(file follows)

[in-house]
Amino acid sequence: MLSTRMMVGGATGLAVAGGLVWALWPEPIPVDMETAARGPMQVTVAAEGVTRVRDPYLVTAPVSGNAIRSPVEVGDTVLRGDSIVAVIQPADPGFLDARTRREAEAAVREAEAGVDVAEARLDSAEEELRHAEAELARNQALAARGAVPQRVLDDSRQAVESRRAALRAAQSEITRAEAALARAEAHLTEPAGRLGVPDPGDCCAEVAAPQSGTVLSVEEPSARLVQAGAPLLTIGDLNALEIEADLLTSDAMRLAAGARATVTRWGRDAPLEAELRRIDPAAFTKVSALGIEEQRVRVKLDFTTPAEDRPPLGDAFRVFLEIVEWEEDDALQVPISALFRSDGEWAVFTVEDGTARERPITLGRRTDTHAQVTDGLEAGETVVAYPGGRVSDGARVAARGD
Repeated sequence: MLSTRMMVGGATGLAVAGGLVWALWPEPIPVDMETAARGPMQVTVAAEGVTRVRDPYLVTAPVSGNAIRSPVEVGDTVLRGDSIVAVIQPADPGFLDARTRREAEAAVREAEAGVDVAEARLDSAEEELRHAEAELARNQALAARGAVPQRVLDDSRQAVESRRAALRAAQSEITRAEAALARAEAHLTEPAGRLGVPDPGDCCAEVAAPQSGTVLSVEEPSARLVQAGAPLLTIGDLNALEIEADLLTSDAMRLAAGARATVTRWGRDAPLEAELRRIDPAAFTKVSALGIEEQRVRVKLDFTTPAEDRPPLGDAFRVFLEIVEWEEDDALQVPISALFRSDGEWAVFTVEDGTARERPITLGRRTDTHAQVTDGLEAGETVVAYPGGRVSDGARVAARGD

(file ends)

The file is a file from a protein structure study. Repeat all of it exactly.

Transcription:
[in-house]
Amino acid sequence: MLSTRMMVGGATGLAVAGGLVWALWPEPIPVDMETAARGPMQVTVAAEGVTRVRDPYLVTAPVSGNAIRSPVEVGDTVLRGDSIVAVIQPADPGFLDARTRREAEAAVREAEAGVDVAEARLDSAEEELRHAEAELARNQALAARGAVPQRVLDDSRQAVESRRAALRAAQSEITRAEAALARAEAHLTEPAGRLGVPDPGDCCAEVAAPQSGTVLSVEEPSARLVQAGAPLLTIGDLNALEIEADLLTSDAMRLAAGARATVTRWGRDAPLEAELRRIDPAAFTKVSALGIEEQRVRVKLDFTTPAEDRPPLGDAFRVFLEIVEWEEDDALQVPISALFRSDGEWAVFTVEDGTARERPITLGRRTDTHAQVTDGLEAGETVVAYPGGRVSDGARVAARGD
Repeated sequence: MLSTRMMVGGATGLAVAGGLVWALWPEPIPVDMETAARGPMQVTVAAEGVTRVRDPYLVTAPVSGNAIRSPVEVGDTVLRGDSIVAVIQPADPGFLDARTRREAEAAVREAEAGVDVAEARLDSAEEELRHAEAELARNQALAARGAVPQRVLDDSRQAVESRRAALRAAQSEITRAEAALARAEAHLTEPAGRLGVPDPGDCCAEVAAPQSGTVLSVEEPSARLVQAGAPLLTIGDLNALEIEADLLTSDAMRLAAGARATVTRWGRDAPLEAELRRIDPAAFTKVSALGIEEQRVRVKLDFTTPAEDRPPLGDAFRVFLEIVEWEEDDALQVPISALFRSDGEWAVFTVEDGTARERPITLGRRTDTHAQVTDGLEAGETVVAYPGGRVSDGARVAARGD